Keystore configuration changes

Thoughtful planning needs to precede any changes to the Db2 database managed keystore configuration parameters or the contents of a keystore configuration, as not all changes can be completed online. Each new key request reads these values when it is accessing the keystore. With some exceptions, changes to these configuration values are reflected in the Db2 processing on the next key request. Although the Db2 database manager configuration parameters keystore_type and keystore_location are configurable online, you should set them in the a single db2 update dbm cfg command. Otherwise, Db2 might attempt to access the keystore between the updates and report an access error. Changes to the SSL_KEYDB, SSL_KEYDB_STASH, and SSL_KMIP_CLIENT_CERTIFICATE_LABEL keystore configuration values require an instance restart to take effect. Changes to the LIBRARY keystore configuration value do not take effect until Db2 is restarted. Similarly, if the configuration value is not changed, changes to the physical copy of the library do not take effect until Db2 is restarted. As Db2 can access the keystore periodically, it is highly recommended that you stop Db2 when making configuration changes, to avoid potential errors. If a mixture of encrypted and unencrypted databases exists under the same instance, it is sufficient to quiesce those databases that are encrypted.

Key rotation

Key rotation refers to the process of changing encryption keys and is often required for compliance purposes. Key rotation is done to reduce the risk that can come from exposure of the key, while it exists. Since the DEK used by Db2 for encryption is never outside of the encrypted database, backup, or transaction log, there is little risk of exposure. The same is not true for the MK, which lives outside of the database. Db2 provides a simple way to rotate the MK by using the SYSPROC.ADMIN_ROTATE_MASTER_KEY procedure. This procedure decrypts the embedded DEK, using the old MK, and then re-encrypts it with the new one. The rotation of the MK does not affect the encryption of the DEK within existing backups or archived transaction logs, but it does affect future DEK entries. A key rotation on the primary database in an HADR environment drives a key rotation automatically on the standby. The change, however, does not occur until other log records are sent to the standby database. If you want to force the rotated key to the standby, the archive log command can be used to generate the log records that are needed to replay the rotation on the standby. When the MK is rotated, the database begins to use the new key immediately, but access to the old MK value is still needed in the following scenarios:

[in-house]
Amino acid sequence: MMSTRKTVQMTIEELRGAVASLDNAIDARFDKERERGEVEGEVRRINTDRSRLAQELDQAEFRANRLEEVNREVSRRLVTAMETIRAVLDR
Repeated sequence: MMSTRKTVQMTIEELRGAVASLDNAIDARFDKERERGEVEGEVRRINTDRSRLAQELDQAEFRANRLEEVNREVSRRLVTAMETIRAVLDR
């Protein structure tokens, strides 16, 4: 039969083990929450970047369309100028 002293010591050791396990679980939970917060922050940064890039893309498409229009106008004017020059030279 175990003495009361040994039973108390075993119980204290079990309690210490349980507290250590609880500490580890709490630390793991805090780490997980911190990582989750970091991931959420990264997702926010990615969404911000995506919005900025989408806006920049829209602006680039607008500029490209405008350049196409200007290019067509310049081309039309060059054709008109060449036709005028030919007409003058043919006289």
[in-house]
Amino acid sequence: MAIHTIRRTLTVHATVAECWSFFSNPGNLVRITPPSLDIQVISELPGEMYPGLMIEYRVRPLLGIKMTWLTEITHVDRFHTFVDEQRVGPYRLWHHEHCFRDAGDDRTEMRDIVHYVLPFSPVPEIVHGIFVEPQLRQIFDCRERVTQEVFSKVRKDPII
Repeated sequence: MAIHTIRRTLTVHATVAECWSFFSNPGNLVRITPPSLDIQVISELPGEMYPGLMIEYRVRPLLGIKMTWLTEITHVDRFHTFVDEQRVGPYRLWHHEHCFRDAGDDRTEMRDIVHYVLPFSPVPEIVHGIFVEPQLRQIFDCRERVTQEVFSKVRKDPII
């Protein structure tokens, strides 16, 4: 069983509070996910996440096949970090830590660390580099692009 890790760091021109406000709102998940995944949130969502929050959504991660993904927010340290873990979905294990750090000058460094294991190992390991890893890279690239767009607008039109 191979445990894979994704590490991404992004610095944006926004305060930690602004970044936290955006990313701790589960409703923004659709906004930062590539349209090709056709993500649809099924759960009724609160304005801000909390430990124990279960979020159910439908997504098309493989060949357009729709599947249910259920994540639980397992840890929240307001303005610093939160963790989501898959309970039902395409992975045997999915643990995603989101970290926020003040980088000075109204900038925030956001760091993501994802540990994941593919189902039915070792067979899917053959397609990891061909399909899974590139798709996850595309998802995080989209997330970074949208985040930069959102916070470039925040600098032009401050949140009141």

• Transaction log files that have not been reused since the key rotation
  • Archived encrypted transaction log files that used the previous MK value
  • Encrypted backup images that used the previous MK value
Do not delete an MK from the keystore unless you are certain it is no longer referenced by any encrypted object.